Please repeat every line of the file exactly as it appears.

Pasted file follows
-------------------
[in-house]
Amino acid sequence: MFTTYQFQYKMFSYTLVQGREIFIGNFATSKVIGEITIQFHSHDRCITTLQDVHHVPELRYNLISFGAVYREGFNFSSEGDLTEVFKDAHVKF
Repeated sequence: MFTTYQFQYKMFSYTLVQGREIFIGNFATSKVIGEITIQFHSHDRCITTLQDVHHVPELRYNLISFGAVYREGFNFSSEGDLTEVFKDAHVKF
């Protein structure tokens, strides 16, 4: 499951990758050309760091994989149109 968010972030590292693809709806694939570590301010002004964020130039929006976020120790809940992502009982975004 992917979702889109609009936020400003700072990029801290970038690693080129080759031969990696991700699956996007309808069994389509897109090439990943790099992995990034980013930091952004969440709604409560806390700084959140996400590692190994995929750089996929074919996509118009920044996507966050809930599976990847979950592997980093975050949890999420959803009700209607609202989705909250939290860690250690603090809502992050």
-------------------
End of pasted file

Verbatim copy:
[in-house]
Amino acid sequence: MFTTYQFQYKMFSYTLVQGREIFIGNFATSKVIGEITIQFHSHDRCITTLQDVHHVPELRYNLISFGAVYREGFNFSSEGDLTEVFKDAHVKF
Repeated sequence: MFTTYQFQYKMFSYTLVQGREIFIGNFATSKVIGEITIQFHSHDRCITTLQDVHHVPELRYNLISFGAVYREGFNFSSEGDLTEVFKDAHVKF
């Protein structure tokens, strides 16, 4: 499951990758050309760091994989149109 968010972030590292693809709806694939570590301010002004964020130039929006976020120790809940992502009982975004 992917979702889109609009936020400003700072990029801290970038690693080129080759031969990696991700699956996007309808069994389509897109090439990943790099992995990034980013930091952004969440709604409560806390700084959140996400590692190994995929750089996929074919996509118009920044996507966050809930599976990847979950592997980093975050949890999420959803009700209607609202989705909250939290860690250690603090809502992050």